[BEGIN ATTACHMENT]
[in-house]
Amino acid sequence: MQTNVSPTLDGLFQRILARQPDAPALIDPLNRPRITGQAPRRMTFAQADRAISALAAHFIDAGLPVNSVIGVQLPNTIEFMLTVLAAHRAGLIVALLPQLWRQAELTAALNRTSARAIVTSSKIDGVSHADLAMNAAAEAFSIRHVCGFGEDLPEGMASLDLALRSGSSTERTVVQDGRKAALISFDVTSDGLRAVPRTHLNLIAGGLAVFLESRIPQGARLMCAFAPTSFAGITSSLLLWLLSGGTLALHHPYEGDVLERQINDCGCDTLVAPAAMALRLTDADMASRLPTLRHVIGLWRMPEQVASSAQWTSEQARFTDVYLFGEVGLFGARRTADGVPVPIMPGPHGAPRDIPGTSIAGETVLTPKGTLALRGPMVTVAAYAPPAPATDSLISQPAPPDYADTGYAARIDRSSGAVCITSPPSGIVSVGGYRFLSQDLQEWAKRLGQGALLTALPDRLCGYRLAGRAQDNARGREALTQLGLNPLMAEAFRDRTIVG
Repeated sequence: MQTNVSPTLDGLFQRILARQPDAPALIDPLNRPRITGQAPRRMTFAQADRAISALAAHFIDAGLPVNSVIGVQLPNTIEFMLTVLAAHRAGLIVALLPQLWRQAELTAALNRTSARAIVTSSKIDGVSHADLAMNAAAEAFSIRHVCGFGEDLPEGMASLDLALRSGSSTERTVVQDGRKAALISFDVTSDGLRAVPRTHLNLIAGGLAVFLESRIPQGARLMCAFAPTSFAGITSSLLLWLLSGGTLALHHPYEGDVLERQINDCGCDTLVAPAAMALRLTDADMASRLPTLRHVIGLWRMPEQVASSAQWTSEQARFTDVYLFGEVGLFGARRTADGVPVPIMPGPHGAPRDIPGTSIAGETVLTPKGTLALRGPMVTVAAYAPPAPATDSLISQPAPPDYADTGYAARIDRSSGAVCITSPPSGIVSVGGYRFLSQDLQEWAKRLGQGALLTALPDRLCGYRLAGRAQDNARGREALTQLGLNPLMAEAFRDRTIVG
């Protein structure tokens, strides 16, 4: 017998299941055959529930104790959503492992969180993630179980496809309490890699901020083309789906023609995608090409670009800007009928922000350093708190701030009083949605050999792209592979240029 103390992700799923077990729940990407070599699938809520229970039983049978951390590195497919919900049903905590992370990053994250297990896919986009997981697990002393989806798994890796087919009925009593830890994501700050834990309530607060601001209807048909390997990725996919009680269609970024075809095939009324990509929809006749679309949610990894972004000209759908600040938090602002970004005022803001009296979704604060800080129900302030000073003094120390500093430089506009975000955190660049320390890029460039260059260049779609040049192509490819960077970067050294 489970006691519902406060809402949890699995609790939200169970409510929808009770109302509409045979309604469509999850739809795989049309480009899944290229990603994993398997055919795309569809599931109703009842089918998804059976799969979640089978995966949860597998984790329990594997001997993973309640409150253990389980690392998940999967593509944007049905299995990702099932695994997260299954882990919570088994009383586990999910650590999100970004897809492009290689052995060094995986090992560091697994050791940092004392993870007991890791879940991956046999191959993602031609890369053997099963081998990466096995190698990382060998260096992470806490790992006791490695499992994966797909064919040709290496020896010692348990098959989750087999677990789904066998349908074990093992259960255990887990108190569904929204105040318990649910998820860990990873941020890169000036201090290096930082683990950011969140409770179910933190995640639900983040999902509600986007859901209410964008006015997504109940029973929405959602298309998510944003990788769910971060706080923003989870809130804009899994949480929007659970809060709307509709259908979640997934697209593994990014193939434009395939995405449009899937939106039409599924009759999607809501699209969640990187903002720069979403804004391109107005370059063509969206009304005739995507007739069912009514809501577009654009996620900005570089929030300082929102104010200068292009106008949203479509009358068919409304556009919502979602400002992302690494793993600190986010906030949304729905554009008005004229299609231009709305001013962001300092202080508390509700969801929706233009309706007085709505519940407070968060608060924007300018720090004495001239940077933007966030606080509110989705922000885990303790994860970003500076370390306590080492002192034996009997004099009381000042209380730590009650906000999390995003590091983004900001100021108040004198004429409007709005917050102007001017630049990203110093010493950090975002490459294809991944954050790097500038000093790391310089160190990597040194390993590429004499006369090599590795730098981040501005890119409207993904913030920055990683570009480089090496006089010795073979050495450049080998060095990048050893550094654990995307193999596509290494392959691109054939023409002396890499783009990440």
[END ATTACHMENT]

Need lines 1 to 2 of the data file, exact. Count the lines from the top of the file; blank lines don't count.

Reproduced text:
[in-house]
Amino acid sequence: MQTNVSPTLDGLFQRILARQPDAPALIDPLNRPRITGQAPRRMTFAQADRAISALAAHFIDAGLPVNSVIGVQLPNTIEFMLTVLAAHRAGLIVALLPQLWRQAELTAALNRTSARAIVTSSKIDGVSHADLAMNAAAEAFSIRHVCGFGEDLPEGMASLDLALRSGSSTERTVVQDGRKAALISFDVTSDGLRAVPRTHLNLIAGGLAVFLESRIPQGARLMCAFAPTSFAGITSSLLLWLLSGGTLALHHPYEGDVLERQINDCGCDTLVAPAAMALRLTDADMASRLPTLRHVIGLWRMPEQVASSAQWTSEQARFTDVYLFGEVGLFGARRTADGVPVPIMPGPHGAPRDIPGTSIAGETVLTPKGTLALRGPMVTVAAYAPPAPATDSLISQPAPPDYADTGYAARIDRSSGAVCITSPPSGIVSVGGYRFLSQDLQEWAKRLGQGALLTALPDRLCGYRLAGRAQDNARGREALTQLGLNPLMAEAFRDRTIVG